Rugs should be examined to see if its construction can sustain a tumble dusting.
Some glue backed rugs are not recommended. However, if a rug is considered as a good candidate, because it seems well constructed, then monitoring the length of time tumbling is wise.
Dry rotted rugs may bang bang around and deteriorate and so should not tumble unless you plan on restoring
Handknotted or woven damaged rugs with holes, dog bites, unraveling, sloppy loose weaves, etc ... should be slipstitched secured in the areas of damage before experiencing the tumbling action.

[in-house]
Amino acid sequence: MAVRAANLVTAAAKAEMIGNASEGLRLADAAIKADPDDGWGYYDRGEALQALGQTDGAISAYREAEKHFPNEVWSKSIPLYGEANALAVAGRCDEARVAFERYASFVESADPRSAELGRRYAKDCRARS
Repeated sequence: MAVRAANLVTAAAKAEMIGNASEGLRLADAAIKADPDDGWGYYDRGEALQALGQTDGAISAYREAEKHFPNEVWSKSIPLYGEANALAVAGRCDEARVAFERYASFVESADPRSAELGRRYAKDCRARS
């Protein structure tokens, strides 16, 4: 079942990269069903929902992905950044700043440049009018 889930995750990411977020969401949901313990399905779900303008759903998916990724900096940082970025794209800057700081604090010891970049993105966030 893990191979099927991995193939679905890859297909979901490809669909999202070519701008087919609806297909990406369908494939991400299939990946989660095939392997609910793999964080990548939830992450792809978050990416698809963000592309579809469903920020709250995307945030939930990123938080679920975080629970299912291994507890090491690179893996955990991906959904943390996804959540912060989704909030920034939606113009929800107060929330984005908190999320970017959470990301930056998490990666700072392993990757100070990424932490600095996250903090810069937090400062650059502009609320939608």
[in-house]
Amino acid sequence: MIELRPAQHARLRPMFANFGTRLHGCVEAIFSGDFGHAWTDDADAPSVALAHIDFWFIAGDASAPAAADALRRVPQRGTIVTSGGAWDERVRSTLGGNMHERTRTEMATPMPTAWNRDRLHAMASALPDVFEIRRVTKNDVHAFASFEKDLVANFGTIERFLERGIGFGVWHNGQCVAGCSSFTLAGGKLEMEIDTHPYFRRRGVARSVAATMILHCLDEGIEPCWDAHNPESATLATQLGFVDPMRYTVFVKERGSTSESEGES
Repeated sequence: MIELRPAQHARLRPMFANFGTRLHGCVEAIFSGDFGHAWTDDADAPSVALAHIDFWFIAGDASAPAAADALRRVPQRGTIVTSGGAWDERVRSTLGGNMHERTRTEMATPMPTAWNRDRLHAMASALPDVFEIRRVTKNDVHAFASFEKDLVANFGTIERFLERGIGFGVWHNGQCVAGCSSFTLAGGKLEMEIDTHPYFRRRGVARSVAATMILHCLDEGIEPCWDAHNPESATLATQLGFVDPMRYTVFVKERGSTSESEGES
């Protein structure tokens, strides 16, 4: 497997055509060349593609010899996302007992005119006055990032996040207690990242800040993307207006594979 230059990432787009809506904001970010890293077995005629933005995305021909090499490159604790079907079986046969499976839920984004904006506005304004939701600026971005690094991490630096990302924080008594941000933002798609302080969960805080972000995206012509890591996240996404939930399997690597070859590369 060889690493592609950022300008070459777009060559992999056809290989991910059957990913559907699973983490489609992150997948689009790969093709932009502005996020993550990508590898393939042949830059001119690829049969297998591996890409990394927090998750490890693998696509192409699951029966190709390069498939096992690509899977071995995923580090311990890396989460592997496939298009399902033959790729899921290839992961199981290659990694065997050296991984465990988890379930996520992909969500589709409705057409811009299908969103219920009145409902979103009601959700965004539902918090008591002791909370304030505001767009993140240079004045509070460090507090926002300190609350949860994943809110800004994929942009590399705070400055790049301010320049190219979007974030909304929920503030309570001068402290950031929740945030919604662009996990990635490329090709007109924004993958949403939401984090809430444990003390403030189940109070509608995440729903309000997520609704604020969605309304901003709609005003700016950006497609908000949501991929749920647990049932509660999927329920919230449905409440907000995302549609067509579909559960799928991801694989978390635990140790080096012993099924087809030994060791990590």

Some Pakistan rugs, made in production mode, specifically have weak side cord construction. We identify these first, secure them if possible, then let them go for a tumble for a shorter duration of time as compared to others that have no issues to be concerned about.
Rugs with unsecured wefts near warp fringes need to be secured to prevent further damage. A slipstitching is usually sufficient.
Some antique rugs, due to their fragility, may best not go tumbling.
Personally, I do not use a Wolverine Rug Duster on rugs after a Tumble Duster experience. There simply is no need.
For fragile rugs mentioned above, we gently vacuum and air dust before washing.